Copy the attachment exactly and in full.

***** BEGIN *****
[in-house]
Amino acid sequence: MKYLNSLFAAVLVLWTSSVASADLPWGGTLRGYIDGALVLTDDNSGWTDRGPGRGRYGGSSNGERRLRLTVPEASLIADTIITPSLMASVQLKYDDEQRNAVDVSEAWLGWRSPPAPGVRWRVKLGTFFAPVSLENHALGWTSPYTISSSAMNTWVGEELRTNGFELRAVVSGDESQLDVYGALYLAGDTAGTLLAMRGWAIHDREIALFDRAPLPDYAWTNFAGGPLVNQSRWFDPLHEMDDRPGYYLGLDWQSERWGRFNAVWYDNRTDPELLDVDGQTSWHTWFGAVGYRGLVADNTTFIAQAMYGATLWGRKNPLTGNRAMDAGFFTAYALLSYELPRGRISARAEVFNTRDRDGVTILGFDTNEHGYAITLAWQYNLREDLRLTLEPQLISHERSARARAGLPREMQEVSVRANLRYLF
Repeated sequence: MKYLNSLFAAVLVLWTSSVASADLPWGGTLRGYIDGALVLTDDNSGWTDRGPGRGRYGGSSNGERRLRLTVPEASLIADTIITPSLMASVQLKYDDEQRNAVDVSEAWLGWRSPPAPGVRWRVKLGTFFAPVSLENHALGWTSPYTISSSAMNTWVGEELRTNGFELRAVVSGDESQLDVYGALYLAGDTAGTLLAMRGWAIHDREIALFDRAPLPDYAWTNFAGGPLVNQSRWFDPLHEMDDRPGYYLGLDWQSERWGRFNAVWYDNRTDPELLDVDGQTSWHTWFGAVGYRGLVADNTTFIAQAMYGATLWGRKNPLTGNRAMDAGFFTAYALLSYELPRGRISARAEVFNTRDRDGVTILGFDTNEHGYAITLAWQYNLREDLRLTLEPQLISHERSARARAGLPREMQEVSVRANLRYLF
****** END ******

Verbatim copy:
[in-house]
Amino acid sequence: MKYLNSLFAAVLVLWTSSVASADLPWGGTLRGYIDGALVLTDDNSGWTDRGPGRGRYGGSSNGERRLRLTVPEASLIADTIITPSLMASVQLKYDDEQRNAVDVSEAWLGWRSPPAPGVRWRVKLGTFFAPVSLENHALGWTSPYTISSSAMNTWVGEELRTNGFELRAVVSGDESQLDVYGALYLAGDTAGTLLAMRGWAIHDREIALFDRAPLPDYAWTNFAGGPLVNQSRWFDPLHEMDDRPGYYLGLDWQSERWGRFNAVWYDNRTDPELLDVDGQTSWHTWFGAVGYRGLVADNTTFIAQAMYGATLWGRKNPLTGNRAMDAGFFTAYALLSYELPRGRISARAEVFNTRDRDGVTILGFDTNEHGYAITLAWQYNLREDLRLTLEPQLISHERSARARAGLPREMQEVSVRANLRYLF
Repeated sequence: MKYLNSLFAAVLVLWTSSVASADLPWGGTLRGYIDGALVLTDDNSGWTDRGPGRGRYGGSSNGERRLRLTVPEASLIADTIITPSLMASVQLKYDDEQRNAVDVSEAWLGWRSPPAPGVRWRVKLGTFFAPVSLENHALGWTSPYTISSSAMNTWVGEELRTNGFELRAVVSGDESQLDVYGALYLAGDTAGTLLAMRGWAIHDREIALFDRAPLPDYAWTNFAGGPLVNQSRWFDPLHEMDDRPGYYLGLDWQSERWGRFNAVWYDNRTDPELLDVDGQTSWHTWFGAVGYRGLVADNTTFIAQAMYGATLWGRKNPLTGNRAMDAGFFTAYALLSYELPRGRISARAEVFNTRDRDGVTILGFDTNEHGYAITLAWQYNLREDLRLTLEPQLISHERSARARAGLPREMQEVSVRANLRYLF